“If 18 per cent of our power came from nuclear, over the lifespan of those nuclear reactors, its waste would fit into an area the size of a basketball arena.”

Ms Cullen says that following nuclear accidents, such as the highly-publicised Chernobyl disaster, “such tight legislation was put in place around the nuclear industry, that actually now nuclear has... one of the best safety records of a lot of energy sectors.”

If we want to use it to address the climate crisis, it's just not going to get us there in time

However, spokesperson for Friends of the Earth, Deirdre Duff, says the technology “just won’t get us there in time.”

The environmentalist group, which maintains an anti-nuclear stance, says that putting aside the “risks involved, medical issues, disposing of the waste”, Ireland must cut its emissions sooner than the introduction of nuclear power will allow.

“Even if nuclear was to work as a backup, at the very earliest we wouldn't be getting it online in time. So, we would need another backup in the meantime,” Ms Duff says.

“The crucial period is the next five years, the next 10 years, how can we get our emissions down quick enough to avoid the tipping points.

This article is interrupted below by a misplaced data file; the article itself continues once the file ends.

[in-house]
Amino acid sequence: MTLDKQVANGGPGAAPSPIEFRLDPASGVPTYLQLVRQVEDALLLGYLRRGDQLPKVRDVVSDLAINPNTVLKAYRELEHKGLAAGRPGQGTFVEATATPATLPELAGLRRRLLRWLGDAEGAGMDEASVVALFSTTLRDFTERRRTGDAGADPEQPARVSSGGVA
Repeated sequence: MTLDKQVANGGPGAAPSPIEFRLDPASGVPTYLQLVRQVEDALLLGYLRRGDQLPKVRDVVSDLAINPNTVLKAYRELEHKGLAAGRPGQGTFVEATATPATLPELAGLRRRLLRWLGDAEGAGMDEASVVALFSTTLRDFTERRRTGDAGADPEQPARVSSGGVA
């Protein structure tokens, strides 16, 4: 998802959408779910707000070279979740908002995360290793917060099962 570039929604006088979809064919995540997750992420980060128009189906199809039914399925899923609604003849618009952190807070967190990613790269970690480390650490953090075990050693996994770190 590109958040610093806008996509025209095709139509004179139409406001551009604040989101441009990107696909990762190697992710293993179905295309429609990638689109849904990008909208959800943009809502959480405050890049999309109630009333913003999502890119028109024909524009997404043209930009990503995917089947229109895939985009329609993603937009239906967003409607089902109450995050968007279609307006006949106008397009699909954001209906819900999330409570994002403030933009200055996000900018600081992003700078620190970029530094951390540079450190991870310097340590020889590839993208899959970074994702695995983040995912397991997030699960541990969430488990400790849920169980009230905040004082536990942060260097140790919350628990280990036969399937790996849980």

“If we want to use it to address the climate crisis, it's just not going to get us there in time, and we’ve a much better bet with renewables and also with energy efficiency measures.”

Where do we store the waste, who's going to volunteer to have that in their backyard?

Ms Duff says it is “much shorter-term” – and less controversial – solutions like focusing on energy efficiency and retrofitting homes “that will get us out of this problem quick enough.”

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“At the moment [nuclear power is] illegal in Ireland, and so you'd have to change the law, so just the political capital alone that you'd need... I just couldn't see three successive governments staying in power in order to get nuclear through,” she says.

“And then where do we store the waste, who's going to volunteer to have that in their backyard?”

Ms Duff says “technology is coming on in absolute leaps and bounds” when it comes to both storing renewable energy and connecting with other grids in Europe.

In the future Friends of the Earth envisages “a much more flexible” energy system “that when there's loads of wind blowing in Ireland we can be selling energy to Europe, and then vice versa,” she says.